Quickly Scale: Docker containers spin up and down in seconds making it easy to scale an application service at any time to satisfy peak customer demand, then just as easily spin down those containers to only use the resources you need when you need it

Easily Remediate Issues: Docker make it easy to identify issues and isolate the problem container, quickly roll back to make the necessary changes then push the updated container into production. The isolation between containers make these changes less disruptive than traditional software models.


System Architecture

Instances allocation

Global infrastructure

SSH connections to allocated instances

Network global infrastructure
Caption

Coordinator and Frontend details

Coordinator.pngFrontend.png

Containers automatic deployment

The aim of this part is to automatize the containers deployment on provider side. This includes launching coordinator instance and monitoring instance (shinken). The coordinator instance will allow us to launch new containers and establish the link between clients et their containers.

Provider functioning

Build and run

First step: user creation

Since we can only interact with the coordinator instance from the front-end, we need a way to launch new container. It's not possible to do so from a container, and that task need to be done from the host. That's why the first step is to create a new user on provider machine we will use to launch new containers or stop them. The moment it is done, we deploy necessary scripts in this user's home. Those scripts are necessary to launch and stop new containers. It is simpler for us to do so than transferring those files from the coordinator to the host when the connection is established.

Second step: images creation

Then, the second step consists in building coordinator and monitoring (shinken) images. To do so we use Dockerfile that allow us to build a container containing all we need. The coordinator instance just contains a ssh web-server. That container exposes it's port 22 and will be used as a jump host to connect the front-end/clients to the other instances.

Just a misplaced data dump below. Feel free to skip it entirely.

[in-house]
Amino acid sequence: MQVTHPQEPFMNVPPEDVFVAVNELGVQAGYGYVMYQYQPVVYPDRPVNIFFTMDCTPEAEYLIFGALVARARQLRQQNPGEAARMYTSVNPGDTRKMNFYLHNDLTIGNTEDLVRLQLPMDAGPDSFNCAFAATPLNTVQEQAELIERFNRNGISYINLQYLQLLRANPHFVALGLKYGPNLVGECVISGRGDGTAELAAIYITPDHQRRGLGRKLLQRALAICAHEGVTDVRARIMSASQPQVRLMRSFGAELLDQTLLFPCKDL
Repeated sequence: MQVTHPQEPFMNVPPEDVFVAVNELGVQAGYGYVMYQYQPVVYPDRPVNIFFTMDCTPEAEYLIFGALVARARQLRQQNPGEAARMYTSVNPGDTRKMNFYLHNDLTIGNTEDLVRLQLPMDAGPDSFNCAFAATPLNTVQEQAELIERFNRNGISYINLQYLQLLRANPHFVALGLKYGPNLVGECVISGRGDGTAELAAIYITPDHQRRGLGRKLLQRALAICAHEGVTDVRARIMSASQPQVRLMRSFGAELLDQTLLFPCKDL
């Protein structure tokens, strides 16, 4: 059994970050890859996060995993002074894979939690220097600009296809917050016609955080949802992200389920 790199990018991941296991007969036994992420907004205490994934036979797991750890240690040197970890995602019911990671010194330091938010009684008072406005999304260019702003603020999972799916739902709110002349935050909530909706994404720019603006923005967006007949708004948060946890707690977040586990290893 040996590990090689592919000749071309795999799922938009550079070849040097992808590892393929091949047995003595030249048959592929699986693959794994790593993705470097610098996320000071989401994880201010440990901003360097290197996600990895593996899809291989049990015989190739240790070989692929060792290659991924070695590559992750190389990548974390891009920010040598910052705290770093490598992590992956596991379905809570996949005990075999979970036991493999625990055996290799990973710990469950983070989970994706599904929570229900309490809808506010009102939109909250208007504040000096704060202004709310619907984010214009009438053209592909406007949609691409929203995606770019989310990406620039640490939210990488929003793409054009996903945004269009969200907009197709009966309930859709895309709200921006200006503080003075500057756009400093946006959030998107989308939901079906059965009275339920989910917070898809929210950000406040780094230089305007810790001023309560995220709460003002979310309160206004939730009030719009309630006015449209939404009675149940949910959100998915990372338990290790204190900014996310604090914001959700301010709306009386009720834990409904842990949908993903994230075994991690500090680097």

Third step: coordinator and monitoring instance deployment

Finally, when the images are successfully built, we can run these containers on Docker deamon. We are now able to connect the front-end to the coordinator instance and deploy instances.

Resources management

Docker already provides some functionalities which allow us to restrict CPU and memory usage. However, we needed to implement some functionalities ourselves like space disk usage and bandwidth restriction.

CPU: To restrict CPU usage, we just need to know the hyper-threading coefficient and remember which CPU is already used. There is a Docker option we can use while launching container that allow us to choose which CPU the container will use to run. The example below shows how this works with 4 CPU (and hyper-threading coefficient is 2).

CPU share


Memory: While launching a container, we set memory soft limit as the value required/reserved by the client. The hard limit is set as the maximum memory made available by the provider In doing so, a container can use more memory that his soft limit. But if several containers are running on the same host, Docker will ensure that each container doesn't consume more memory than his soft limit.


Disk: Docker doesn't seem to provide a functionality to restrict disk usage. And yet, it's really important for us to make sure that a client will not use to much space disk of the provider. To do so, we implemented a watchdog that check every 30 seconds the disk usage of each container and stop them if they reach the limit defined by the provider. We also use that watchdog to inspect and save container's information that will be used on the front-end to display container's state and space disk usage. Thanks to that, clients will know if they are about to reach the limit.


Bandwidth: Since all the containers run on the same Docker network, we are able to use Wondershaper to set a limit for bandwidth usage. Then, Docker takes care to divide equitably the available bandwidth to each container.

Useful links